New York (CNN) -- Google admitted in a blog post Friday that external regulators have discovered that e-mails, URLs and passwords were collected and stored in a technical mishap, while the vehicles for Google's Street View service were out documenting roadway locations.
According to Google, data was mistakenly collected in more than 30 countries, including the United States, Canada, Mexico, some of Europe, and parts of Asia.
In the blog, posted by Alan Eustace, senior vice president of engineering and research, he noted "we failed badly here" and added that Google has spent months analyzing how to strengthen their internal privacy and security practices.
"We want to delete this data as soon as possible, and I would like to apologize again for the fact that we collected it in the first place," Eustace wrote.
According to a Google spokesperson, the company first became aware of the problem when the Data Protection Authority in Germany asked Google to review all of the data collected through its Street View cars as part of a routine check. The spokesperson added that in addition to street locations, Street View cars also collect WiFi data about hot spots in order to improve the location database for things such as Google Maps for mobile.
When Google went back and looked at the data, it turned out that in addition to WiFi hot spots, they were mistakenly collecting information that was being sent across unencrypted networks.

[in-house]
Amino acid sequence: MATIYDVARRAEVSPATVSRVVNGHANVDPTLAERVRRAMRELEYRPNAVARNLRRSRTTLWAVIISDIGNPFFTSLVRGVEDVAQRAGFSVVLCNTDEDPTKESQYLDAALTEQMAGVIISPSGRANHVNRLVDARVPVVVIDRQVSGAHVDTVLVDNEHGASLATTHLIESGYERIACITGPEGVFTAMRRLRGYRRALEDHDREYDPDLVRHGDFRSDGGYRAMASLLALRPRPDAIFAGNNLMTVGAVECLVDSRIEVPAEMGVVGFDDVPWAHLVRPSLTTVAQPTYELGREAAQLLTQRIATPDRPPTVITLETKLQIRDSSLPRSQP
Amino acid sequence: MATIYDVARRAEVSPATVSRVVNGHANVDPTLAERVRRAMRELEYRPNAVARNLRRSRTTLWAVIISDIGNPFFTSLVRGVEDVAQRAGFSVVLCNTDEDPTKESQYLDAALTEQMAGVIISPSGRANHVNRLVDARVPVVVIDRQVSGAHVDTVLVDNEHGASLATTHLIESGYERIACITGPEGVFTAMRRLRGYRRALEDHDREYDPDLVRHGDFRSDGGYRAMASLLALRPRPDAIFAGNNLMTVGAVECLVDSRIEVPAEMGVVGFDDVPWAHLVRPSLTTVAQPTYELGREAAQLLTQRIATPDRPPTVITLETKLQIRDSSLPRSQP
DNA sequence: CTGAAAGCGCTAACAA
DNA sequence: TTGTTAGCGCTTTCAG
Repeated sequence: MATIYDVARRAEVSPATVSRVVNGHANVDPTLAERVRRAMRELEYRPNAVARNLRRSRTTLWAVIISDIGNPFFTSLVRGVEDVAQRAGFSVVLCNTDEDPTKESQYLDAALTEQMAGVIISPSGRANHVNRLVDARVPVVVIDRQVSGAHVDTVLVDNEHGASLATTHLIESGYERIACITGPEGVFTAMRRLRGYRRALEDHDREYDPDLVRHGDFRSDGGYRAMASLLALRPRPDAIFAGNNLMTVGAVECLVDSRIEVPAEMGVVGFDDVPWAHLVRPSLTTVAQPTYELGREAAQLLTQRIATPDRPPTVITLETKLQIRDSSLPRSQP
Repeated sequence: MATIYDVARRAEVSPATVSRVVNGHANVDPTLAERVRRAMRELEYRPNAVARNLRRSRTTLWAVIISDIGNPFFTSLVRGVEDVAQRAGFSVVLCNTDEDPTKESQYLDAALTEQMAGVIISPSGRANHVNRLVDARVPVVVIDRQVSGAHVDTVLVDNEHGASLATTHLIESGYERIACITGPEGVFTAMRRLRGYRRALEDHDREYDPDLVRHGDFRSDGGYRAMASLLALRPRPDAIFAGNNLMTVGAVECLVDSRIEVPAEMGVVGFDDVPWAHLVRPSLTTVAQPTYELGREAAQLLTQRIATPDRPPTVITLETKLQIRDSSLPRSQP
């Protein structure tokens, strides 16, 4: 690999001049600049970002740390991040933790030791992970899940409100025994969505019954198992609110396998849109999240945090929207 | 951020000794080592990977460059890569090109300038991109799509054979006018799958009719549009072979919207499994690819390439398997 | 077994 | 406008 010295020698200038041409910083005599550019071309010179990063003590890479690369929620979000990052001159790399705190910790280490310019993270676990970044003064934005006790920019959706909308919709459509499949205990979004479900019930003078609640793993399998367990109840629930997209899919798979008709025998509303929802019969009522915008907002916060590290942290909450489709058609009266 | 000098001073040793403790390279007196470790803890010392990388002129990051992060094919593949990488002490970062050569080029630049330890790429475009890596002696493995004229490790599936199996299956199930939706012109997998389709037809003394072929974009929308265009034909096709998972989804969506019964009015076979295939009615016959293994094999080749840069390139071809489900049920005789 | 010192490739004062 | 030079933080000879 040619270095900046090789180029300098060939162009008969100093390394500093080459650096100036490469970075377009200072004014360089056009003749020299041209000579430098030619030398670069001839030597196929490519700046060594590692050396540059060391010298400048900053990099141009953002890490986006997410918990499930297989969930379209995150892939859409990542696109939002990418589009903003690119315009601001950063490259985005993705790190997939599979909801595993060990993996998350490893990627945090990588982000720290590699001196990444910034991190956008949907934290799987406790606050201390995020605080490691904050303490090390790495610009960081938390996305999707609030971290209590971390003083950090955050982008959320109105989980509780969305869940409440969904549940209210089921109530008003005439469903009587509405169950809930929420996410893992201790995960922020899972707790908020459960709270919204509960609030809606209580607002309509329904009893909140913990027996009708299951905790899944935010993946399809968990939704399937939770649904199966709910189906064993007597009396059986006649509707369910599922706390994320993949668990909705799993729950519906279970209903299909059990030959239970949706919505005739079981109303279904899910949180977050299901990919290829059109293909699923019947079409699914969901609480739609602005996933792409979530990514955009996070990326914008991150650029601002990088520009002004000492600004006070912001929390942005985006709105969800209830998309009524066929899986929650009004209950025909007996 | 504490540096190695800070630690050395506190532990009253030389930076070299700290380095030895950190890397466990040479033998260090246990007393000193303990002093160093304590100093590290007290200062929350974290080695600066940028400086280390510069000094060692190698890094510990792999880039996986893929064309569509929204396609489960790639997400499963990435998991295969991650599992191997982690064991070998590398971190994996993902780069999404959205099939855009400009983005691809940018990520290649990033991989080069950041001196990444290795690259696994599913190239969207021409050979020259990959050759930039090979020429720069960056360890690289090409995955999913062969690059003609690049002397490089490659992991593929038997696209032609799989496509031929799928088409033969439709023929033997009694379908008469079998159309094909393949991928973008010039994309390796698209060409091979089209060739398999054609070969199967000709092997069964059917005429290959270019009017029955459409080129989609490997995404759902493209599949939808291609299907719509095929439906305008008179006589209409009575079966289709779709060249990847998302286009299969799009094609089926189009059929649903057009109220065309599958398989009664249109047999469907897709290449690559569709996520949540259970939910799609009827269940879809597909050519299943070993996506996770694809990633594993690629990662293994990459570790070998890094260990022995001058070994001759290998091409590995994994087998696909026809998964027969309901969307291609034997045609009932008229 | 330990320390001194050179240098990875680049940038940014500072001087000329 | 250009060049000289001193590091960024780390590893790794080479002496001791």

For the information to have been collected by Google, a person had to have been sending something over an unencrypted network at the same time that a Street View car was collecting data in that same location.
According to Google, the vast majority of the data is in fragments, but in the past week several countries have issued reports that they have found entire emails and passwords.
The data has since been segregated and secured, and WiFi data is no longer being collected from Street View cars.
Google has deleted the data collected from Ireland, Austria, Denmark and Hong Kong, but other countries have opened their own investigations, and Google has not been given permission from authorities to delete the data.
In a statement, Connecticut Attorney General Richard Blumenthal said, "This alarming admission that Google collected entire e-mails and passwords validates and heightens our significant concerns. Our multistate investigation, led by Connecticut, into Google's alleged invasion of privacy through wireless networks is continuing."
In the blog post, Eustace outlined the steps that Google is taking to strengthen its internal privacy and security practices including appointing a director of privacy across both engineering and product management and enhancing the core training that engineers and employees responsible for data collection receive.
"We are mortified by what happened, but confident that these changes to our processes and structure will significantly improve our internal privacy and security practices for the benefit of all our users," Eustace wrote.